Now begin the folding process. Oil a work surface of your choice (a marble worktop maybe, or, like me, a silicone baking mat that sticks to the counter top) and place the dough on it. Extend it by pulling evenly from all sides until you have about 40 x 40 cm. (Don't worry if it doesn't extend that much). Now fold about a third inwards from the left, repeat from the right. Your are now left with a rectangular log of about 15 x 40 cm. Now fold again, folding roughly a third of the dough towards you and a third away from you into the middle. Now you're left with a neat package of about 15 x 15 cm. Return to the greased bowl and leave to stand for 45-60 minutes.
Repeat this process twice or until you have enough gluten strength (it will literally become harder to extend). The folding will trap air in the dough and produce those lovely holes that I love almost more than the bread ;-)) After the last fold, return to the bowl with the fold up.
Place a heat-proof pan in the oven (I use a shallow stainless steel pan), heat to 250 C. After 45 minutes, prepare the baking sheet. I usually use a silicone mat and sprinkle it generously with corn meal (somewhat coarser than bread flour) or semolina. Prepare a bowl of water (or spray bottle), some more corn meal/semolina and about 150 ml of boiling water.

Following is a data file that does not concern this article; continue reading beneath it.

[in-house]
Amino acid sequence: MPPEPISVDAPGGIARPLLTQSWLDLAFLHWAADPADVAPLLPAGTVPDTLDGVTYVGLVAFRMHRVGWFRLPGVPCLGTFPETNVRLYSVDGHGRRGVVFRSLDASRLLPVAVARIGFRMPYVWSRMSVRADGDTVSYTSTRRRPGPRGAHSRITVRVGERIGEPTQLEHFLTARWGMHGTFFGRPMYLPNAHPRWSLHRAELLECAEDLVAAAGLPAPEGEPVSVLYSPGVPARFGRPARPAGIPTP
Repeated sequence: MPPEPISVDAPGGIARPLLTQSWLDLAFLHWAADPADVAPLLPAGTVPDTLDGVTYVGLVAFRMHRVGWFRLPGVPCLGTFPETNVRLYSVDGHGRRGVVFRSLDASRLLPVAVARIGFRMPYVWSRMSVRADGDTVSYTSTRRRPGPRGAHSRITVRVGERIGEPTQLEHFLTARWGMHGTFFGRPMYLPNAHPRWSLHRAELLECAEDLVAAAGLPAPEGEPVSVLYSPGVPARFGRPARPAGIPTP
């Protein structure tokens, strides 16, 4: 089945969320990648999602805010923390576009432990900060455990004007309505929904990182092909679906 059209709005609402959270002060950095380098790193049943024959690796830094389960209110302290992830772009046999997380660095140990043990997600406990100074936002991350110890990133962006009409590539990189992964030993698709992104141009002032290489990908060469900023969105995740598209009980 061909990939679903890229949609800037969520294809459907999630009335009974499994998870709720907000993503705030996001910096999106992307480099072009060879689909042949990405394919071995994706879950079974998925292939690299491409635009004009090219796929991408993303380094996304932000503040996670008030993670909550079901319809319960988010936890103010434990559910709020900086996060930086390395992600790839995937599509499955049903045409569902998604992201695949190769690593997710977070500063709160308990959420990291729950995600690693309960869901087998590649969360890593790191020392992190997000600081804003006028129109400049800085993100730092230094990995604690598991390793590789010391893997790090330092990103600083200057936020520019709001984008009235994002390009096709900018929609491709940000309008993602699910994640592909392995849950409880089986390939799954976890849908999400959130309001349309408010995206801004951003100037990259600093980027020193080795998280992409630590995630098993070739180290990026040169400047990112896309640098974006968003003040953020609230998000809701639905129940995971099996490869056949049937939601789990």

Now you have to work fast. Turn the dough onto the sheet, tucking the sides gently in and under with wet hands to shape a round loaf. Sprinkle with some of the cold water, then 1-2 tbsp of corn meal/semolina. Place your baking sheet on top of the oven within easy reach. Pour the boiling water into the pan on the bottom of the oven, which will produce a lovely (and scalding hot!) steam. Immediately place the bread inside and close the oven door. Bake at 250C for 20 minutes.
After 20 minutes, lower temperature to 225C. If the bread is becoming very dark, place another non-stick silicone mat on top to cover - I use a very light-weight one but greaseproof paper should be fine too. You want the air to be able to circulate.
After a total of 40 minutes, take your bread out (close the oven door immediately in case it needs further baking) and tap the bottom with your fingers. If it sounds hollow, it is baked through. If it doesn't, return to the oven and bake until it does.
Leave to cool on a wire rack.
* Based on a recipe published in the novel "By bread alone" by Sarah-Kate Lynch